Again, lay should begin at the "good" end and work towards valleys and abutting walls that will be flashed, and the shingles along valleys should generally be at least 6 inches wide - you do not want 3-4" filler pieces exposed at an edge. Ditto at the other end of a roof run - if you are getting into a narrow piece at the edge, to avoid wind blowoff issues, the edge shingles should be chosen wider and the next one or second one back would be chosen narrowed or split to fit the underlying course gaps and maintain a good width shingle at the roof edge.

If you google your shingle type and combined with the word images like this - wood shingle roof images - or - asphalt shingle roof images - you can see many pictures of typical installations - the poorly done ones pop up real obviously. Really bad jobs can be seen by googling - terrible wood shingle roofing job images - or - terrible asphalt shingle job images.

You say it looks like they started from both end and put filler pieces in the middle where they met - I have seen trashy work like this - if that is the case it should be obvious (if dimensional shingles) that the spacing trips up in the middle of the course, which is not acceptable procedure. One should never lay from both end towards the middle unless there is a "cut point" where they meet - a valley or dormer or such which will require cuts anyway. I would bet if they were laying from both ends there is also probably an angular mismatch where they met two - the row coming from each end not being parallel with each other ?

What you do about it - you would have to get a professional opinion from probably an architect or civil engineer who deals in residential construction to document that it is contrary to good practice and violates the building code or nationally recognized guidelines like from ARMA - the Asphalt Roofing Manufacuter's Association or NRCA - the National Roofing Contractors Association manual, or specialty association like the Cedar Shake and Shingle Bureau.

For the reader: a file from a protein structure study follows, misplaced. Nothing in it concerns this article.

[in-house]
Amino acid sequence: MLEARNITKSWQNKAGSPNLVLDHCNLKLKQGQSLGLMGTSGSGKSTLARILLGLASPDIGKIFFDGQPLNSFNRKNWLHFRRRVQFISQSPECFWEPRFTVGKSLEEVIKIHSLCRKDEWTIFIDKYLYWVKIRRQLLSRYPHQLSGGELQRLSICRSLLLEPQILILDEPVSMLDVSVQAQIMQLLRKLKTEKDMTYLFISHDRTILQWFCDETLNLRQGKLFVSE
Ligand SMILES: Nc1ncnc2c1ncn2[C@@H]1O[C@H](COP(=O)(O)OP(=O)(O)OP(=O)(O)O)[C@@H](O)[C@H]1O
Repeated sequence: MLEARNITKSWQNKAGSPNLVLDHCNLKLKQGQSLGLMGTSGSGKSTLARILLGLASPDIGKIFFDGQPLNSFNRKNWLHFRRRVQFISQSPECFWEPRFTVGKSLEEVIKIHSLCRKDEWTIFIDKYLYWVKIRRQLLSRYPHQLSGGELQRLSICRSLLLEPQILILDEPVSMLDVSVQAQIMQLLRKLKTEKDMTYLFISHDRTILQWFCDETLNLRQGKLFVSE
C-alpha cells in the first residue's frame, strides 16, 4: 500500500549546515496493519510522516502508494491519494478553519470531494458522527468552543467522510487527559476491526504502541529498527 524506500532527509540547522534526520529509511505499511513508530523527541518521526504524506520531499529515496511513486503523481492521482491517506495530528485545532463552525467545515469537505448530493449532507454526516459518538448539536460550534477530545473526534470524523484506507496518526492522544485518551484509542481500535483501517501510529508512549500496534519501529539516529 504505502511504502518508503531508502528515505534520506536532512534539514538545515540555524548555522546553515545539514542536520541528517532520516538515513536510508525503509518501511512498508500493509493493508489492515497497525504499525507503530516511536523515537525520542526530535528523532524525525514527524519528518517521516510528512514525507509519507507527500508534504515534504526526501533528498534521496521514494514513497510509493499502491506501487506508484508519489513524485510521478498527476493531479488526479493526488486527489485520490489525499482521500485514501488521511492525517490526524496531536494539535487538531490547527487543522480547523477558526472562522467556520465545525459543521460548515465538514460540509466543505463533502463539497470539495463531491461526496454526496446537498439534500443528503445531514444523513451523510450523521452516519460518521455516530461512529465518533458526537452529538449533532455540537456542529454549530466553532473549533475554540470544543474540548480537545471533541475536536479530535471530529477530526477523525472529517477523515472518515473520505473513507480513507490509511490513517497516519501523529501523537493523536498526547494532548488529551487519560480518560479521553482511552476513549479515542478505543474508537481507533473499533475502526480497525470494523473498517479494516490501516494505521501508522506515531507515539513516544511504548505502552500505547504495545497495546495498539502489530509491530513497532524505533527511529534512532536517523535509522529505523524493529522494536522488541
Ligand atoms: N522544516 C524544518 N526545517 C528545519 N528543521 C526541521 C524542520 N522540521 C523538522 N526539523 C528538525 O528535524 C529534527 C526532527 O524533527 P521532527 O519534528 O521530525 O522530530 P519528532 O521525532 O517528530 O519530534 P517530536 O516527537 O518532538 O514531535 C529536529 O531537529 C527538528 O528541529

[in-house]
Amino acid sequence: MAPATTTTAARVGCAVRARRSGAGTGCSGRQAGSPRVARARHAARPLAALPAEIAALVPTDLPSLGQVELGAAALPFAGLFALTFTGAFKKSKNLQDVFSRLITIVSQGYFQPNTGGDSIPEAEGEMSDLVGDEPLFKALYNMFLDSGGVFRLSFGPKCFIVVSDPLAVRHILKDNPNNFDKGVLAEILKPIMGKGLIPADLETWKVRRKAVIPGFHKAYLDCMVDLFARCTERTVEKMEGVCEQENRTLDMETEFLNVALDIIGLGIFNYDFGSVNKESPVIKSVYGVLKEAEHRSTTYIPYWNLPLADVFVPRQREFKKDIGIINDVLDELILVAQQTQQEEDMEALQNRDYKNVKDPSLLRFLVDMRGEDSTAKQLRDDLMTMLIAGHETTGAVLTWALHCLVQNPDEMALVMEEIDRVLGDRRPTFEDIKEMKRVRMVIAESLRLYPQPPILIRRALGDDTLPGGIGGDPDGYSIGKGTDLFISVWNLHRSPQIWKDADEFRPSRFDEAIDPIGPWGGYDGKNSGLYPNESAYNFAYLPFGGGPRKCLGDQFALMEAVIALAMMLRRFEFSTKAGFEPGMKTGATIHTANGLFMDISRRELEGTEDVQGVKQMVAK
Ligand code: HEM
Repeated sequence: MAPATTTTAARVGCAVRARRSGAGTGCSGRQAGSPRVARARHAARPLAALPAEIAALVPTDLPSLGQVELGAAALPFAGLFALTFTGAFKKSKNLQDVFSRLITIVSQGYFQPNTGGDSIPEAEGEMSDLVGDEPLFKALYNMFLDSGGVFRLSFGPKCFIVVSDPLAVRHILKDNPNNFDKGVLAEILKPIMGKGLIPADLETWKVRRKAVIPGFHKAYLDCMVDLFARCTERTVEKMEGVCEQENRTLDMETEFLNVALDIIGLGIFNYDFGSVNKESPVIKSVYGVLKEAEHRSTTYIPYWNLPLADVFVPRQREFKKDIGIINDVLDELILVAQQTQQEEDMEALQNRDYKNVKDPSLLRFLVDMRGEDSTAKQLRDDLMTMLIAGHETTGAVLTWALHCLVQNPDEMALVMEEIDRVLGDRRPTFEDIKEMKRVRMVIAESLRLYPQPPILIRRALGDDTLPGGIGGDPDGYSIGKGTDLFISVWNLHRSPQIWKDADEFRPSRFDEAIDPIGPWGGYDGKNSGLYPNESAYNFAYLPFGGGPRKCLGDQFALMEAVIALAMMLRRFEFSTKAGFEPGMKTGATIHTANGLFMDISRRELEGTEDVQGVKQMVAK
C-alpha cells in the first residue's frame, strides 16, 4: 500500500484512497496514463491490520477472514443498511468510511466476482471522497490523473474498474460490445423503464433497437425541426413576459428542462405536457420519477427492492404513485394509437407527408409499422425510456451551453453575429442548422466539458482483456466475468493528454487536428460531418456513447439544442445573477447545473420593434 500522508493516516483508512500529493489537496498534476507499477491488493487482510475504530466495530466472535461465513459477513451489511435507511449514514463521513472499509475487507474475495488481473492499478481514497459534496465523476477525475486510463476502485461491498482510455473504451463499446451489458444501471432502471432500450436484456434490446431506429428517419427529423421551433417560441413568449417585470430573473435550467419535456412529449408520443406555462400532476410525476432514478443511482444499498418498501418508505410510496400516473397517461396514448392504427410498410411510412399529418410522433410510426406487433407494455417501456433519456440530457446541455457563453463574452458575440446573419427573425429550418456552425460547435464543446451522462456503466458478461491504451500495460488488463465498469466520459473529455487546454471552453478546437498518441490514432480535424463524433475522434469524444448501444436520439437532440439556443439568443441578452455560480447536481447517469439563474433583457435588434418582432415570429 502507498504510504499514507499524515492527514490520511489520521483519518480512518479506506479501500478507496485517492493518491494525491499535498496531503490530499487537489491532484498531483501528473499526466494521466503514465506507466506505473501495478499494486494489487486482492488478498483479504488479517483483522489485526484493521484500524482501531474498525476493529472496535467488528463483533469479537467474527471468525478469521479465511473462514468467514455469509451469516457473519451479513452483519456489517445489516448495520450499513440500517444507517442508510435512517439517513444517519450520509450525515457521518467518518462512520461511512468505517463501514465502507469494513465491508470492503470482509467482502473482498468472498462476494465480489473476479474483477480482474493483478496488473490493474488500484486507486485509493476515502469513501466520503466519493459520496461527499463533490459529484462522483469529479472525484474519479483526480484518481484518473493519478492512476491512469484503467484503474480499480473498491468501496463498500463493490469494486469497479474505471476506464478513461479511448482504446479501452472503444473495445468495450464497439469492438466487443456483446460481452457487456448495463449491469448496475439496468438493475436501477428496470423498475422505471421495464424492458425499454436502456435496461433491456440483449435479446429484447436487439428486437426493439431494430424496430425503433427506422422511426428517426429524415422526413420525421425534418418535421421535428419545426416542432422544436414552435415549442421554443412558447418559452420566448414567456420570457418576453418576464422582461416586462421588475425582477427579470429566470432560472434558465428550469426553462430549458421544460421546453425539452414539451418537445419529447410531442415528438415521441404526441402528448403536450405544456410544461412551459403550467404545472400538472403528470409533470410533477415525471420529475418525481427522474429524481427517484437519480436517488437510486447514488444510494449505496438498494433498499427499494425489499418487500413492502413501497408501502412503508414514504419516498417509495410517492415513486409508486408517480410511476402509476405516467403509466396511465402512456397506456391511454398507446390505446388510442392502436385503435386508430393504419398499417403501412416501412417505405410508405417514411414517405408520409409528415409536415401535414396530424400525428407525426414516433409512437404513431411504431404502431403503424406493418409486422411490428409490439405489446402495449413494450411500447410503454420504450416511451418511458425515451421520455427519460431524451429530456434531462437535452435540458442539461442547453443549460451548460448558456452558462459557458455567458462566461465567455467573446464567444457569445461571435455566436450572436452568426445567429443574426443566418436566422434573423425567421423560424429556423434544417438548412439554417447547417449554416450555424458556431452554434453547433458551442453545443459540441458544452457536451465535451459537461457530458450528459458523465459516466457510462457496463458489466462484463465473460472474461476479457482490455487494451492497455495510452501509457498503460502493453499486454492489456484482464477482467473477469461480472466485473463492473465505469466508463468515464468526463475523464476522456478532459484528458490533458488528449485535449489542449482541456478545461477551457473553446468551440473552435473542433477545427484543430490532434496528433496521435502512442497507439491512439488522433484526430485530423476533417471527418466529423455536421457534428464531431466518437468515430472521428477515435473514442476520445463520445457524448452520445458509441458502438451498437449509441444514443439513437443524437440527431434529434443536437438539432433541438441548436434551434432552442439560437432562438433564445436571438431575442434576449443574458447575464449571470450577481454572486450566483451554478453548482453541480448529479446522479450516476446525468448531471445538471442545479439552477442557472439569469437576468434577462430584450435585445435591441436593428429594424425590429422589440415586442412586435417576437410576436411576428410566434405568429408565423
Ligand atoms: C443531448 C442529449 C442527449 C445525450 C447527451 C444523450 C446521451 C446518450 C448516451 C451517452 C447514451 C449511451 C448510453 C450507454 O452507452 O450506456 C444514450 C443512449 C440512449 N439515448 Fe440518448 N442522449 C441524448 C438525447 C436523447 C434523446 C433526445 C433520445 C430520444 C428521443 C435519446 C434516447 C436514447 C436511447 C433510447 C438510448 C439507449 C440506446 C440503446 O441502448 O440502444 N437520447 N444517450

Or you could download the info sheet (or find one lying around if the trash from the job is still there) provided by the manufacturer - you might find guidance there which he violated.

Unfortunately, if he did the job this way at first, what are the chances he will do better a second time around. Personally, my preference in this situation would be to convince him he is better off getting nothing for the job and walking away (after you get back any deposit and you get lien releases for any vendors or subcontractors), then having his bonding company pay to redo the job at the original bid price, or you get another contractor to tear it off ancd redo it right - though that will likely cost more because I would bet this was a low-bidder situation.

Clearly, do not pay for the job if not satisfied - and if they did work from the ends and put odd width fillers in the middle of the runs, sounds like at least half the roof will have to be torn off and redone - and because of the difficulties in matching color lots, quite possibly all of it to get color match. Torn off shingle should NOT be reused - the existing nail holes will weaken the shingles and also constitute leakage points. Note the underlying water barriers have to be replaced too where the shingles are torn, off, because they will be full of nail or staple holes.

If the contractor will not redo it right then your recourse would normally be to either sue, or call his Bond to have the bonding company pay to have another contractor come in to do it right - which for the new contractor to grant you a warranty would almost certainly mean a total tearoff and redo because they are not going to warranty a roof partly done by another contractor, especially if poorly done.

Answered 4 years ago by LCD